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Why the return of shale can be disastrous for oil markets

With one year to forget in 2020, the energy sector has become the best performing of all 11 US market sectors. Energy sector SPDR ETF (NYSEARCA: XLE) has grown 41% so far, making the market wider S&P 50011% profit seems downright anemic. Oil prices appear to have stabilized in the upper 1960s, with WTI gaining support at around $ 63 a barrel, while Brent sees support at around $ 65 a barrel.

The sector has successfully introduced Covid-19 vaccination and a gradual economic recovery to thank the revival, with several countries – including the United States and much of Europe – reopening their economies. But even more important is OPEC̵

7;s continued production discipline, with the organization sticking to earlier plans to gradually increase production during its last meeting. OPEC + reduced production by about 8 million barrels per day (bpd), but has now agreed to return 2.1 million bpd to the market from May to July, easing reductions to 5.8 million bpd.

But experts now warn that OPEC +, responsible for more than a third of world production, could see its efforts thwarted by a major rival: American shale.

According to an analysis by the authoritative Oxford Institute for Energy Research, rising oil prices could allow a significant return of US shale to the market in 2022, potentially disrupting the delicate balance of the global oil market.

Related: 3 strong oil and gas reserves for the summer

With the advent of 2022, the US shale response is becoming a major source of uncertainty amid the uneven recovery of both shale games and players. As in previous cycles, US shale will remain a key factor shaping market performance, ”Said institute director Basam Fatou and analyst Andreas Economou.

Market surplus

The institute sets out several possible scenarios, including some that could lead to an excess of oil.

During its last + meeting, OPEC + said it expected global oil demand to increase by 6 million barrels a day in the second half of the year. She said it had stocks of about 70 million barrels below the average for 2021, which is a more optimistic outlook than the previous forecast of 20 million barrels below the average. But Oxford analysts say the expected increase in shale production of 0.95 million barrels a day could easily be absorbed by the market unless the global recovery achieves a serious problem.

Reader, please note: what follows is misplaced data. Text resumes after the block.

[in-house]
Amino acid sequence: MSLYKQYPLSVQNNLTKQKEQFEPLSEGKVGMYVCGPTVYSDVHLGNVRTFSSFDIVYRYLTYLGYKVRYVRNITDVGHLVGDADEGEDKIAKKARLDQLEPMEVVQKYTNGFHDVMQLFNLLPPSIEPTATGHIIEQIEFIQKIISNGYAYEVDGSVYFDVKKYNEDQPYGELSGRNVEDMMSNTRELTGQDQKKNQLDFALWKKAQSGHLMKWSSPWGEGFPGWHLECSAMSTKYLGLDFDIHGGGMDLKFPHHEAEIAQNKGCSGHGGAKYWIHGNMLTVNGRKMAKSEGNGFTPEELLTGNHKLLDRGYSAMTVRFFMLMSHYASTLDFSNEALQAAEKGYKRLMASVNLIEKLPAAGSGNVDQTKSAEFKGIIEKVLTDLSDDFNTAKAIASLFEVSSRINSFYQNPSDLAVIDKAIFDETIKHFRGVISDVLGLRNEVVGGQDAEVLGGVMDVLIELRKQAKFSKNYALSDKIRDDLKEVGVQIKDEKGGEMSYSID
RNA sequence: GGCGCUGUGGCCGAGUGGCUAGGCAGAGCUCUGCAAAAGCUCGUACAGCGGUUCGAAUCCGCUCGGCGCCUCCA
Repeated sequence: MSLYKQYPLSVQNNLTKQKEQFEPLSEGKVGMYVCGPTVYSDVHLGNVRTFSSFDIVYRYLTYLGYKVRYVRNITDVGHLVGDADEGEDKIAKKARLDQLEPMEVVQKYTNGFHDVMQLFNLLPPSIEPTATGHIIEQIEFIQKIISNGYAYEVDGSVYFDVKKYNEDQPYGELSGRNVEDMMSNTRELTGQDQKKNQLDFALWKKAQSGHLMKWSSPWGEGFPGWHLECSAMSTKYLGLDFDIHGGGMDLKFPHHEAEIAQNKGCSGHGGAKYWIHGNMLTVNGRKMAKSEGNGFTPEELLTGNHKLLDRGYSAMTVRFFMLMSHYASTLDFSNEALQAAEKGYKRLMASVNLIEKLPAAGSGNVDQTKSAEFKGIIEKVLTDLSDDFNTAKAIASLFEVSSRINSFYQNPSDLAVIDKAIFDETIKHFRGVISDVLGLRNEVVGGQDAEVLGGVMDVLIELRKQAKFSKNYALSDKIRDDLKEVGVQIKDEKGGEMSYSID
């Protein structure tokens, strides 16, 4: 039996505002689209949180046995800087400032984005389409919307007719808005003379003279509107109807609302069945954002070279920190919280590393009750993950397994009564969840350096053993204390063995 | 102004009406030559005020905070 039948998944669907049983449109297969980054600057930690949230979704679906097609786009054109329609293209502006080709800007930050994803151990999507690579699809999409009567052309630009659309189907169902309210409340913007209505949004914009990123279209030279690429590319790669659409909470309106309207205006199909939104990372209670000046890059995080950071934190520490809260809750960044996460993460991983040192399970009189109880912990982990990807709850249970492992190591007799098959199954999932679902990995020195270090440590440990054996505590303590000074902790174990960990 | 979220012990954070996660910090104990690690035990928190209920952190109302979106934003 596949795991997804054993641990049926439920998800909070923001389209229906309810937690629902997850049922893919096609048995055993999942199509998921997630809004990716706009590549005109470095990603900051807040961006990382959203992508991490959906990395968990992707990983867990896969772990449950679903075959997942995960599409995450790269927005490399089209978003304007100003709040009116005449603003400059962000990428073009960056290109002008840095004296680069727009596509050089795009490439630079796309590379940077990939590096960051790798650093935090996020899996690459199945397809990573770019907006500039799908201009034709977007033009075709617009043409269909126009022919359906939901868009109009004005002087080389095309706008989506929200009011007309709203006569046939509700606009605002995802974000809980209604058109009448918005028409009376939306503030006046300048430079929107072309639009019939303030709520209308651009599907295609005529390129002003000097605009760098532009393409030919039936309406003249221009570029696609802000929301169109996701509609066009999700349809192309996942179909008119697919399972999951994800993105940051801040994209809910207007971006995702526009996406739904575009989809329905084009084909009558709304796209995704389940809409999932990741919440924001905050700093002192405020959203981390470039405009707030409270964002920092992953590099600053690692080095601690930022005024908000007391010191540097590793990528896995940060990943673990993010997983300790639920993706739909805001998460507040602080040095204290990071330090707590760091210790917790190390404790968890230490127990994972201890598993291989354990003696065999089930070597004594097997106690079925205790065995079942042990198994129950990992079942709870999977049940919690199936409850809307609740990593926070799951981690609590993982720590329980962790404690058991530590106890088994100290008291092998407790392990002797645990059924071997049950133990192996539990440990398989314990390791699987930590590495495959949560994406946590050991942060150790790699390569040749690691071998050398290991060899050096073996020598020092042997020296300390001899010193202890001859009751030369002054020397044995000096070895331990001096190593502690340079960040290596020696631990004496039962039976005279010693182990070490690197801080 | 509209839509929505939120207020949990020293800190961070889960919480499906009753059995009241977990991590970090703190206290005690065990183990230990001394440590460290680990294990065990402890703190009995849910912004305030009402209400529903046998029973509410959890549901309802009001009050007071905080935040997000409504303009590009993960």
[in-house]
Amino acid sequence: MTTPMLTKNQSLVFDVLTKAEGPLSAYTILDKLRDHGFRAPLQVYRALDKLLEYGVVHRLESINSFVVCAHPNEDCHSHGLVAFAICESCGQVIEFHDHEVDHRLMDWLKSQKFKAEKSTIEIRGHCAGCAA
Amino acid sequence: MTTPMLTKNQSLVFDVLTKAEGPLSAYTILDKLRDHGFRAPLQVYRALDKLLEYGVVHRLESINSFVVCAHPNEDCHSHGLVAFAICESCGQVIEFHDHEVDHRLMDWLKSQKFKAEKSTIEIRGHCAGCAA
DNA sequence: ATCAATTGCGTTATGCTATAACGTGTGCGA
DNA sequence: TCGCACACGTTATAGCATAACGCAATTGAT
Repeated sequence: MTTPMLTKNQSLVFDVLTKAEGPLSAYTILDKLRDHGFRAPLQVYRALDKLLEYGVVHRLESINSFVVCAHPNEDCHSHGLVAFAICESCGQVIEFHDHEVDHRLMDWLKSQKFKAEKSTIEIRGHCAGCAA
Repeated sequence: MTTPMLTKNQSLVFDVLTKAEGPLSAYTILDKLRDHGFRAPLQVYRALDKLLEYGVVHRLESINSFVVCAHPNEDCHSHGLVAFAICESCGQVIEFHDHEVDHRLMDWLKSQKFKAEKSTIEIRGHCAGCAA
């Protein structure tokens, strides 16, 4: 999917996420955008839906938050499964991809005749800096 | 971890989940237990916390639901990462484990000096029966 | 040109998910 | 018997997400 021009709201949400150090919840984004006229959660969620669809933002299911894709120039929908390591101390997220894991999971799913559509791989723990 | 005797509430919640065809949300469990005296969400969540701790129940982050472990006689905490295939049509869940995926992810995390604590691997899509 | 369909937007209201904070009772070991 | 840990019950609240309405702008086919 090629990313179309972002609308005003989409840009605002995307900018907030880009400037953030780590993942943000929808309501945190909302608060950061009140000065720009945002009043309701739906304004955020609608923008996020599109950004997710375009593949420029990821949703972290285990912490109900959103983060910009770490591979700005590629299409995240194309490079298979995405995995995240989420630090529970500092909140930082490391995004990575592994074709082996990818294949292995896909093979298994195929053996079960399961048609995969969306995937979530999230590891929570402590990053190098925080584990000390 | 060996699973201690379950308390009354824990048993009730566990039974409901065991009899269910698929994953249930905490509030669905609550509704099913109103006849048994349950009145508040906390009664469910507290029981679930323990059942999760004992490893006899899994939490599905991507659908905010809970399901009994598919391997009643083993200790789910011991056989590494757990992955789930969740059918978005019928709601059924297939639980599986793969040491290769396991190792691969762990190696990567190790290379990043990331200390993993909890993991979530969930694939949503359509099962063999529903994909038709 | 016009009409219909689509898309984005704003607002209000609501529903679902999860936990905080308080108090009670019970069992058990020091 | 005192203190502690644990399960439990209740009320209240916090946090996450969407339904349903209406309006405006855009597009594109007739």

However, Fattouh and Economou warned that the market could become surplus by the fourth quarter of 2022 if US shale growth reaches an upper limit of 1.22 million barrels per day and the global recovery in demand is slower than expected.

Restoration of shale

Source: Reuters

What we find alarming in the Oxford report is that only a partial recovery from the US shale industry may be needed for the effects of the extra oil to begin to be felt. Last year, US shale producers extracted more than 2 million barrels a day after oil prices fell to historic lows. Related: Hackers behind the US pipeline attack say they have lost access to ransom money

However, many shale companies are increasing production as oil prices continue to rise.

And that includes companies that have been affected by the deepest cuts. For example, a Texas-based slate producer ConocoPhillips (NYSE: COP) won honors after announcing some of the deepest production cuts at a time when many shale companies were reluctant to cut production and give up market share. The company reduced its production in North America by nearly 500,000 barrels per day, marking one of the largest layoffs by a US producer. However, in its latest call for profit, the COP revealed that Q1 production, excluding Libya, rose 16.4% year-on-year to 1.49 million bpm, which is about 30% higher than the output of 1 , 14 million fight / day in Q4 2020. The COP issued optimistic guidelines, stating that it expects production in the second quarter, excluding Libya, from 1.5 million to 1.54 million war / day due to seasonal reversals planned in Europe and the Asia-Pacific region.

The number of American platforms is constantly growing. The number of key platforms will rise to 602 by the end of the year, a big jump from the 13-year low of 222 platforms last summer. While the direct link between the platforms and production is complex, Oxford analysts have concluded that growing shale production may affect OPEC + ‘s careful calculations.

By Alex Kimani for Oilprice.com

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